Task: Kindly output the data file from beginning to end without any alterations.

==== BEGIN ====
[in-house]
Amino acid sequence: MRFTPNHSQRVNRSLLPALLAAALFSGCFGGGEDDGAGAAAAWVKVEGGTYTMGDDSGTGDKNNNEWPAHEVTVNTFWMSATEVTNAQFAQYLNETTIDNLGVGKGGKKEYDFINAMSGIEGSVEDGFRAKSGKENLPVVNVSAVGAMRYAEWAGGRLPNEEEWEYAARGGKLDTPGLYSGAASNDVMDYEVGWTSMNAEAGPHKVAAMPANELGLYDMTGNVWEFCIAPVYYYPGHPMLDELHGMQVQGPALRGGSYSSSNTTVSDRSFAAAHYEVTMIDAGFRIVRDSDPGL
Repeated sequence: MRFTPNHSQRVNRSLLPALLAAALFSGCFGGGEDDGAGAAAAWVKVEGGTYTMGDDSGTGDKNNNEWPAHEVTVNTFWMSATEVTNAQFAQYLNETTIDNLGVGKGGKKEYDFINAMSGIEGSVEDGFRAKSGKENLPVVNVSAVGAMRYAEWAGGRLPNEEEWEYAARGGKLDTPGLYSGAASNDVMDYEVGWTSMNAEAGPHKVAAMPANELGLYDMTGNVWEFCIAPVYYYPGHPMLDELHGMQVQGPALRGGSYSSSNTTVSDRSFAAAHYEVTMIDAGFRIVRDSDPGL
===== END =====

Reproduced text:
[in-house]
Amino acid sequence: MRFTPNHSQRVNRSLLPALLAAALFSGCFGGGEDDGAGAAAAWVKVEGGTYTMGDDSGTGDKNNNEWPAHEVTVNTFWMSATEVTNAQFAQYLNETTIDNLGVGKGGKKEYDFINAMSGIEGSVEDGFRAKSGKENLPVVNVSAVGAMRYAEWAGGRLPNEEEWEYAARGGKLDTPGLYSGAASNDVMDYEVGWTSMNAEAGPHKVAAMPANELGLYDMTGNVWEFCIAPVYYYPGHPMLDELHGMQVQGPALRGGSYSSSNTTVSDRSFAAAHYEVTMIDAGFRIVRDSDPGL
Repeated sequence: MRFTPNHSQRVNRSLLPALLAAALFSGCFGGGEDDGAGAAAAWVKVEGGTYTMGDDSGTGDKNNNEWPAHEVTVNTFWMSATEVTNAQFAQYLNETTIDNLGVGKGGKKEYDFINAMSGIEGSVEDGFRAKSGKENLPVVNVSAVGAMRYAEWAGGRLPNEEEWEYAARGGKLDTPGLYSGAASNDVMDYEVGWTSMNAEAGPHKVAAMPANELGLYDMTGNVWEFCIAPVYYYPGHPMLDELHGMQVQGPALRGGSYSSSNTTVSDRSFAAAHYEVTMIDAGFRIVRDSDPGL